Because of its higher elevation at 4,633 feet, Sierra Vista boasts a milder climate than other cities of Southern Arizona, like Tucson and Phoenix. While summers do still get hot, the climate sustains more lush foliage than you might expect to see in the desert. Yet the winters are still relatively mild—apart from some recent unexpected snowfall—which means that maintaining a backyard garden is practical and easy for local homeowners. If you’re looking to get a garden started on your Sierra Vista property, spring is the perfect season to get started. This article will guide you through some important tips and reminders for gardening success in the high desert.
Know What to Grow
If you’ve ever taken a drive to the neighboring city of Willcox and surrounding areas, you know that Arizona has rich agricultural potential. However, you will still want to grow the right varieties of seeds and plant at the proper times to ensure a great yield with fruit and veggie crops. There are many spring veggies that thrive in Sierra Vista, so consider these for your spring planting:
- Brussels Sprouts
- Squash and Pumpkins
- Lettuce and Other Leafy Greens
Know When to Plant
The spring planting season is ideal for beginning gardeners, because it is less tricky than fall planting, since you don’t have to worry about winter frosts. However, there can still be some chilly nights through the spring, so you do need to carefully consider when to plant directly in the ground or transfer seeds from indoor pots.
Some crops will do best when you plant directly outdoors, and those will usually have a range of late February to early May for planting times. Plants that should go directly in the ground by March include potatoes, peas, carrots, and beets. Plants such as asparagus, beans, melons, and radishes will do better with later planting in late March, April, and early May.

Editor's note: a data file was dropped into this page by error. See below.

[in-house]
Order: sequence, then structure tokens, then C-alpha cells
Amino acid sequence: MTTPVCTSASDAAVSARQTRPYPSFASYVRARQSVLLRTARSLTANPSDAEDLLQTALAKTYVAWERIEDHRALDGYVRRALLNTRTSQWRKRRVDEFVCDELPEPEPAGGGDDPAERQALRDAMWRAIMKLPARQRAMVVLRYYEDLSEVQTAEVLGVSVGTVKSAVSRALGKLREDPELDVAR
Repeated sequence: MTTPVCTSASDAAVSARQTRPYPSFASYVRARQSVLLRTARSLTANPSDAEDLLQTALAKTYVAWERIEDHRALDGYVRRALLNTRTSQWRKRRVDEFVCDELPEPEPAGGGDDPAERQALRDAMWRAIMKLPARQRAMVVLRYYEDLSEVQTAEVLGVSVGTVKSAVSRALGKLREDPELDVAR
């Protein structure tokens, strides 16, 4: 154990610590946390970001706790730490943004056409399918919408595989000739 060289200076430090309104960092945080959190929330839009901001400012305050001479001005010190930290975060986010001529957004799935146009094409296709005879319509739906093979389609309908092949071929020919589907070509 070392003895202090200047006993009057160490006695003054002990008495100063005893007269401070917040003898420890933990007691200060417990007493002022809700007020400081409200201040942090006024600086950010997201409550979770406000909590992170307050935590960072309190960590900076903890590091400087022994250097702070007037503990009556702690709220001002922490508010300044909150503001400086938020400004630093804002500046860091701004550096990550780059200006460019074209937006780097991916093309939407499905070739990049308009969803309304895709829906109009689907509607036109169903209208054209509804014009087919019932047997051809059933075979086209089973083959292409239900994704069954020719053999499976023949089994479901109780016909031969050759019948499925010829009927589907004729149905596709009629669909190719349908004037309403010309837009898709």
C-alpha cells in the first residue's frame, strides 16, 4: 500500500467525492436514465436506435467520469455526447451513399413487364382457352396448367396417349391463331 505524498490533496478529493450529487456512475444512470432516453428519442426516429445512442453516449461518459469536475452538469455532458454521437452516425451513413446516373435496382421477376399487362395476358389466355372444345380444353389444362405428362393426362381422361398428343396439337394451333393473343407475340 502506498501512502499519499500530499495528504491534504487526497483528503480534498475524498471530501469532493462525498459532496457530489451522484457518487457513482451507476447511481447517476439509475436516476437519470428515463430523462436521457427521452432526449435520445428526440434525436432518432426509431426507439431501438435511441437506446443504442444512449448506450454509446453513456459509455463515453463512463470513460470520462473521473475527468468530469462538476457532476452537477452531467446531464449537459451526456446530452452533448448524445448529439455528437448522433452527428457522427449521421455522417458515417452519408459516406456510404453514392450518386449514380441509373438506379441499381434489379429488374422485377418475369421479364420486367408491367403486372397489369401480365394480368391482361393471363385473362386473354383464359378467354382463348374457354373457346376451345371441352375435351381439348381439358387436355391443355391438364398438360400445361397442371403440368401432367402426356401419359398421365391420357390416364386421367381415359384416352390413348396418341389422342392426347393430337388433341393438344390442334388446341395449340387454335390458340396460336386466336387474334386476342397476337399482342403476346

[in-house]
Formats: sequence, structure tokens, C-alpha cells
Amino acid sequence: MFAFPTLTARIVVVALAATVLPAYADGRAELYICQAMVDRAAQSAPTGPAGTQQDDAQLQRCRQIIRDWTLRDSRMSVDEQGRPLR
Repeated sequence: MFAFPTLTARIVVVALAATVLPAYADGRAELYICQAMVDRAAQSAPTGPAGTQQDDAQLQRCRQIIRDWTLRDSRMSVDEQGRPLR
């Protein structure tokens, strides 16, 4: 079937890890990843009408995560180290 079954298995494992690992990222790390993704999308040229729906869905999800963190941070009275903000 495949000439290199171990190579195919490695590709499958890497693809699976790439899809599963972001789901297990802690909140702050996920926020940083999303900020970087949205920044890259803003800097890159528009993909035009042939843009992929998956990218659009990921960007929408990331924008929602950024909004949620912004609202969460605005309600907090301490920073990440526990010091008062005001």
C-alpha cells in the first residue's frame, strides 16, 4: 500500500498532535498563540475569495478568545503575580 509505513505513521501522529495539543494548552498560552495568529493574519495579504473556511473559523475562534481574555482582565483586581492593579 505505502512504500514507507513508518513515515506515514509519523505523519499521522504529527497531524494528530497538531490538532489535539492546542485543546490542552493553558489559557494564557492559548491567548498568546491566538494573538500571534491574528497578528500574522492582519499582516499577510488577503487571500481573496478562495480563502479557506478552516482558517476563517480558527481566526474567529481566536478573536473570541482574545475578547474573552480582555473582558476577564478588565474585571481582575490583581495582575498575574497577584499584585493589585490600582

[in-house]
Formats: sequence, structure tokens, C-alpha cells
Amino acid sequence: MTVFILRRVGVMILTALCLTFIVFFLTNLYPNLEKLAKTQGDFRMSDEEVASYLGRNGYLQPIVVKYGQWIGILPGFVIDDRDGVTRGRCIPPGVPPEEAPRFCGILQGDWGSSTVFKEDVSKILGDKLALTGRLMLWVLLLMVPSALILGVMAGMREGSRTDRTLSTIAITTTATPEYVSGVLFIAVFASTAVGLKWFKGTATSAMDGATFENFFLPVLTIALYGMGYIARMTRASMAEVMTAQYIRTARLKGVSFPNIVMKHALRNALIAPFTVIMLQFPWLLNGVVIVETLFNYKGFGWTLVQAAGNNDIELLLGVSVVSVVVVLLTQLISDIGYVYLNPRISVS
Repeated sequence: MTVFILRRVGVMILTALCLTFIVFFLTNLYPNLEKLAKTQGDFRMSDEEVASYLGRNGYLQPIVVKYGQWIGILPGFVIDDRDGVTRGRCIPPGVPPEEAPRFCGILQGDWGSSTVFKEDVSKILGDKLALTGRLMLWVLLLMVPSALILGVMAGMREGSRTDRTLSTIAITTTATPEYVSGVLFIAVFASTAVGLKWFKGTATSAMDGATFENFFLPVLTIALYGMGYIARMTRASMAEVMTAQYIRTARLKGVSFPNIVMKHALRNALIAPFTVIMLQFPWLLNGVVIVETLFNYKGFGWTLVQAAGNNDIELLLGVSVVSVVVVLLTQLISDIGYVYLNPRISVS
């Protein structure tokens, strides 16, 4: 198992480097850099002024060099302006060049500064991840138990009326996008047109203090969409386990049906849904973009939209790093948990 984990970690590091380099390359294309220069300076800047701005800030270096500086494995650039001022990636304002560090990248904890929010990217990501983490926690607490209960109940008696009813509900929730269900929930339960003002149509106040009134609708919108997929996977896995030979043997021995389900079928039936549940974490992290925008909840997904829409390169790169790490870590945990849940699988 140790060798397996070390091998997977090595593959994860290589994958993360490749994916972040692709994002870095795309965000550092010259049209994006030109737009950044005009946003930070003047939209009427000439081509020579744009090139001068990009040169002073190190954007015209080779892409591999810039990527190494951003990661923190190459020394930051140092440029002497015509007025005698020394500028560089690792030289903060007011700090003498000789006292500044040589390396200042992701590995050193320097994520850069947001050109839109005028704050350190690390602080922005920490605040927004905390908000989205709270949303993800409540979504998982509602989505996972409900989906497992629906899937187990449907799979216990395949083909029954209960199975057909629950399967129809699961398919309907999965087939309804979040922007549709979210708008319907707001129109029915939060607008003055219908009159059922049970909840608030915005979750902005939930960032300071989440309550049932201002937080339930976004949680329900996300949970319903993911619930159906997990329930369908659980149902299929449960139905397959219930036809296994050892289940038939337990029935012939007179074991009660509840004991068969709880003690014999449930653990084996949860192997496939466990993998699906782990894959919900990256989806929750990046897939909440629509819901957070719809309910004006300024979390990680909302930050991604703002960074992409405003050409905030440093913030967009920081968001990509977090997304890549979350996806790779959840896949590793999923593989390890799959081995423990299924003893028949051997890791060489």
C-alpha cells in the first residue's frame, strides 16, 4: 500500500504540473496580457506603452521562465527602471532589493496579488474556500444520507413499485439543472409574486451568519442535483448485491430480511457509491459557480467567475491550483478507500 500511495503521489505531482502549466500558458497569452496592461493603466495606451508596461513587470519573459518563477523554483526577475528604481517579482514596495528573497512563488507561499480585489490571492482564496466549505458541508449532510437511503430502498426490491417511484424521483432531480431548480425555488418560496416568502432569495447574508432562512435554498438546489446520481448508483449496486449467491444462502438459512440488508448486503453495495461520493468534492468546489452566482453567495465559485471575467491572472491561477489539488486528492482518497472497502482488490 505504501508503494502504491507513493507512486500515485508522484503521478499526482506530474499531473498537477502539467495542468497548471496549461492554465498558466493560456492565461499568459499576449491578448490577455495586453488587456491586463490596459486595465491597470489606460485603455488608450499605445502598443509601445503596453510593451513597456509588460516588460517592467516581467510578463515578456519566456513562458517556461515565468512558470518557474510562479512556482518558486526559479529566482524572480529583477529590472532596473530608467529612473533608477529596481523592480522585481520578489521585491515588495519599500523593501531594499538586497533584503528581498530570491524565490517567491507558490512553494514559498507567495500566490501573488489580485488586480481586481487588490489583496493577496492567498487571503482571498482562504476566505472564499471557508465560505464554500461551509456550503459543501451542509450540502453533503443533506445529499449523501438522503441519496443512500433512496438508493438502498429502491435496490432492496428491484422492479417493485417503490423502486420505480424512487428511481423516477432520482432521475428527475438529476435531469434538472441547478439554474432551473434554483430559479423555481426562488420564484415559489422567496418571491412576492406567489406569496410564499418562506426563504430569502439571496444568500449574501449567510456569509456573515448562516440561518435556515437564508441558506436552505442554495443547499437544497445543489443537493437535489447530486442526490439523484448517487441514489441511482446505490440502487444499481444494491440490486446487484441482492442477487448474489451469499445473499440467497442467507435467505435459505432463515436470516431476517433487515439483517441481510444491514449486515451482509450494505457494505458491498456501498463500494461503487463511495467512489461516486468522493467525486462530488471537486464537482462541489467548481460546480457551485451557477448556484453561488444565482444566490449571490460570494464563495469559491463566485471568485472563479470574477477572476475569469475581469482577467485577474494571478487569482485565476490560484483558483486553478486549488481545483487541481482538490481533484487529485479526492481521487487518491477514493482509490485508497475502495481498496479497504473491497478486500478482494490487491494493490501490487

Plants in mustard family, otherwise known as Cole crops, should be started with indoor seeds and then transferred to the outdoor garden around April 9th. The same rules apply to lettuce, chard, and other leafy greens, as these plants are more susceptible to frost damage and hard freezes.
Finally, tomatoes, peppers, and eggplants will all do best with indoor seedlings that are transferred to the ground around April 25th, or as soon as there is a consistent no-frost forecast.
Prepare the Ground Outside
One of the biggest obstacles to contend with as an Arizona gardener is the soil. Arizona soil is rich in clay, which is not nutrient-dense and often causes iron and nitrogen deficiencies in plants. Additionally, you may reach a layer of caliche as you dig in your backyard. This layer of the subsoil is hard-packed clay that is almost impossible to dig through with a shovel. So, you will almost always need to add top soil when planting in Sierra Vista, and it may be beneficial to utilize raised beds or large pots rather than digging into the ground to plant.
As you prepare soil outdoors, you will want to pay attention to how the sun hits your yard at various times of the day, so you know what will be best planted in different locations. Some plants will thrive in total sun, but many will need some hours of shade throughout the day, especially as the longer days of spring and summer arrive.
Consider an Irrigation System
Watering is another big concern for Arizona gardeners. If you are planning to grow a larger garden, an irrigation system may be a necessity. Drip irrigation systems can ensure that plants are watered at the right time daily, so water is not lost to evaporation and the soil remains rich and flexible. Without a timed irrigation system, you should water deeply first thing in the morning and check soil for dryness in the late afternoon.
Set Up a Seed Starter Space Indoors
While there are some plants that are best with seeds and starts planted directly in the ground, others will benefit from indoor starters. Plants like tomatoes and eggplant require being started indoors, but broccoli and Brussels sprouts can optionally be started outdoors. Planting seeds indoors to transfer later will reduce losses to late spring frosts and ensure healthier plants throughout the growing season. When you start to see seedlings emerge from indoor starts, they should be placed in a bright area of the house, where they can rest undisturbed and be easily watered until they are ready for transfer.
At your Castle & Cooke home in Arizona, you will have ample yard space to start a garden of your own, and you can enjoy the custom amenities that come with a built-to-order home. To learn more about our developments in Southern Arizona, visit our website or give us a call at (520) 378-5110.